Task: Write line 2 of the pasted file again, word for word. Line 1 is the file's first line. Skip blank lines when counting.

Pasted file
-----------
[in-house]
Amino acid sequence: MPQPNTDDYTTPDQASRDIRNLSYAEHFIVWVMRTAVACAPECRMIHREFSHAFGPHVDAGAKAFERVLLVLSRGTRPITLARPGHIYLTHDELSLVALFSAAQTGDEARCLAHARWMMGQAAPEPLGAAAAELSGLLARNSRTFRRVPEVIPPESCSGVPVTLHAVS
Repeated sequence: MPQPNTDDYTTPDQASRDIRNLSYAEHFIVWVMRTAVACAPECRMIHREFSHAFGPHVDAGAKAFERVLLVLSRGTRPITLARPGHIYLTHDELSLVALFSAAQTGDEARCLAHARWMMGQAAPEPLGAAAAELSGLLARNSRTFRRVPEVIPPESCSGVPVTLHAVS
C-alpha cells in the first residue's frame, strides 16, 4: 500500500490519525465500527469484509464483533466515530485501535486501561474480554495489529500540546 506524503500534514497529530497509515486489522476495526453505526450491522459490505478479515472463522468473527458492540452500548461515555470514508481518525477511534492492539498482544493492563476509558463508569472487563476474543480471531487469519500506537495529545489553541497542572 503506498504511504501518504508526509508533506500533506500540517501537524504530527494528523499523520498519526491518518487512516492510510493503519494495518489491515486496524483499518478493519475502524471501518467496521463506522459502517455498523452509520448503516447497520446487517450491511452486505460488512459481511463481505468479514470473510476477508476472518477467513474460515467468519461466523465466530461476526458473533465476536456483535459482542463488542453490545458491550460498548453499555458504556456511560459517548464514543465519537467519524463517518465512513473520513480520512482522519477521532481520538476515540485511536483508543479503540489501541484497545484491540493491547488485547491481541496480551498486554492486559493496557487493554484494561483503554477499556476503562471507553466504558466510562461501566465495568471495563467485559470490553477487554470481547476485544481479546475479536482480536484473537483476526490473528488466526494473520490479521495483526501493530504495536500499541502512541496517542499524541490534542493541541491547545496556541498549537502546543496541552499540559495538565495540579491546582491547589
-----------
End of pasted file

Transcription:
Amino acid sequence: MPQPNTDDYTTPDQASRDIRNLSYAEHFIVWVMRTAVACAPECRMIHREFSHAFGPHVDAGAKAFERVLLVLSRGTRPITLARPGHIYLTHDELSLVALFSAAQTGDEARCLAHARWMMGQAAPEPLGAAAAELSGLLARNSRTFRRVPEVIPPESCSGVPVTLHAVS